“Nothing makes sense in the salt mine.”
– Josh Finn, 2016
I’ve never heard anything be more true. Increase prop pitch, suddenly climb 20’ higher. Increase again, 20’ higher again. Times go up. Landing with 80 turns – increase turns by 100, torque by .12, and suddenly land at half the time with more than 500 turns left. Absolutely nothing makes sense and almost every single rule and principle of F1D is completely invalid.
Interestingly, I didn’t have many of the same issues other fliers were experiencing. I never hung a model all week, and I only power stalled once. I had little difficulty matching prop and rubber, but it was all of these strange occurences – e.g. my model’s climb pattern: launching, turning left 90 degrees, going dead straight all the way down the mine hall, then turning right 30 degrees before actually beginning a left hand circle (I wish I had it on video) – that kept me from putting up any decent times. On a full motor test the afternoon of the 2nd day of the contest I managed an 18:00 flight, but the next day when replicating those exact conditions and winding the same motor just a little bit harder I landed at 12 minutes with nearly half the turns remaining. I wasn’t happy that my previous flights had had turns for 20 minutes and that flight had turns for 23 and I never was able to get a single flight that really got the full performance out of my model. But such is the F1D life.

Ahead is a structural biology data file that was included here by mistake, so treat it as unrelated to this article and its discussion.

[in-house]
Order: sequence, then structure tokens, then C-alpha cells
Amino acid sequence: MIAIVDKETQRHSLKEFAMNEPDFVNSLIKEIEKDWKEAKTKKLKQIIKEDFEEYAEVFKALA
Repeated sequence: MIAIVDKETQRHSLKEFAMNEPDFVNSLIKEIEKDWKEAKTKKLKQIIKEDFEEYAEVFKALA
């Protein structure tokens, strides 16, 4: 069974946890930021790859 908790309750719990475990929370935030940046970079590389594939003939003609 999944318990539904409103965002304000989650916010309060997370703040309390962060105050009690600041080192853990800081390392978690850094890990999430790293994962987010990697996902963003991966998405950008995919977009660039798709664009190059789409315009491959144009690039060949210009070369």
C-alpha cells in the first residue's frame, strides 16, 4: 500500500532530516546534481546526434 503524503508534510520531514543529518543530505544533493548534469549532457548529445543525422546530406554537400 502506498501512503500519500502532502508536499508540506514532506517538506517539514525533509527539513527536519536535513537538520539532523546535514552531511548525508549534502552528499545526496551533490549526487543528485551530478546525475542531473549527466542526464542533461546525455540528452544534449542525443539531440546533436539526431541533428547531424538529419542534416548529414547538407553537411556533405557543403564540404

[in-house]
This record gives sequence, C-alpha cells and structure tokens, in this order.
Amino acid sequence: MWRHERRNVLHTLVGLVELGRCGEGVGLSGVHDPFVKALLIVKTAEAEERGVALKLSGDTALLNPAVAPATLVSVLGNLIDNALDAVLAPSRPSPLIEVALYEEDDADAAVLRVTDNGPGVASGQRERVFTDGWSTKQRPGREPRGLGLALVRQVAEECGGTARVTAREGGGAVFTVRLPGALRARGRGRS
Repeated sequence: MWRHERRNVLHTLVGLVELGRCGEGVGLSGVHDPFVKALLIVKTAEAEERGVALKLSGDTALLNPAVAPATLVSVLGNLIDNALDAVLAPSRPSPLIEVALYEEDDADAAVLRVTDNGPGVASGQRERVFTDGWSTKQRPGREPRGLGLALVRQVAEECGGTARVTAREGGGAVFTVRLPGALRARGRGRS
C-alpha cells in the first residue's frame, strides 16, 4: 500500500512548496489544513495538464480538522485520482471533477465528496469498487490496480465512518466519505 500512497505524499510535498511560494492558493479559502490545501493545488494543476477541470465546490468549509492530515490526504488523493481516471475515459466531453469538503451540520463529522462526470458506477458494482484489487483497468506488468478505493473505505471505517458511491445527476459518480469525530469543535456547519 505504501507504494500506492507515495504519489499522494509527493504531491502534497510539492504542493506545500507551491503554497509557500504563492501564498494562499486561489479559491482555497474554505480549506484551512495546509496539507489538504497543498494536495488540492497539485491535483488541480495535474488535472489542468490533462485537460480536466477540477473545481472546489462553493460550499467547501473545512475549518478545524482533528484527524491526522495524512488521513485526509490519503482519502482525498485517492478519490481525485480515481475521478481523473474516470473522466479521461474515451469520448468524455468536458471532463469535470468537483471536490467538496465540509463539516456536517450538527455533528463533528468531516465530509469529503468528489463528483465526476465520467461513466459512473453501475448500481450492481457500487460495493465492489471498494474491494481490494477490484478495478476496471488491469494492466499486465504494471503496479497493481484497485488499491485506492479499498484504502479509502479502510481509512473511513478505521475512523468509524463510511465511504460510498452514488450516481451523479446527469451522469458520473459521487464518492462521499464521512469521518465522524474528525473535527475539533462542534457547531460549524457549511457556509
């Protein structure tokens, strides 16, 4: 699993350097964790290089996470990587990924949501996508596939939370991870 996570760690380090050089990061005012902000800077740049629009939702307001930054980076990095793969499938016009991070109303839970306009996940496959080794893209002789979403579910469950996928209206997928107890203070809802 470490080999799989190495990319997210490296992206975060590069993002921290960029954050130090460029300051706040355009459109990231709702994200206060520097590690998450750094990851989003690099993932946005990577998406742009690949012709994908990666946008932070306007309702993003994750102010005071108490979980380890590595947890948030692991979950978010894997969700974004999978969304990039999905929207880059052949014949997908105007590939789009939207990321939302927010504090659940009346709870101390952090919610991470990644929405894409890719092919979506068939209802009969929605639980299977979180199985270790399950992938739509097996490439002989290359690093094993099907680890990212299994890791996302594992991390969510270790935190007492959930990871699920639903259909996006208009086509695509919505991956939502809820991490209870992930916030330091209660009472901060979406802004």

I think I’d definitely like to get back into F1D sometime, but if this year was any indication then I don’t have much of a shot at immediately making the senior team. Living in a dorm in college is pretty problematic for building too, so for the time being I’ve put away all my indoor equipment for another day.
A big thanks to everyone that helped – Rob Romash for getting me into indoor, Larry Coslick and Kang Lee for pulling me into this F1D mess, and Nick Ray and Josh Finn for providing constant advice during the contest.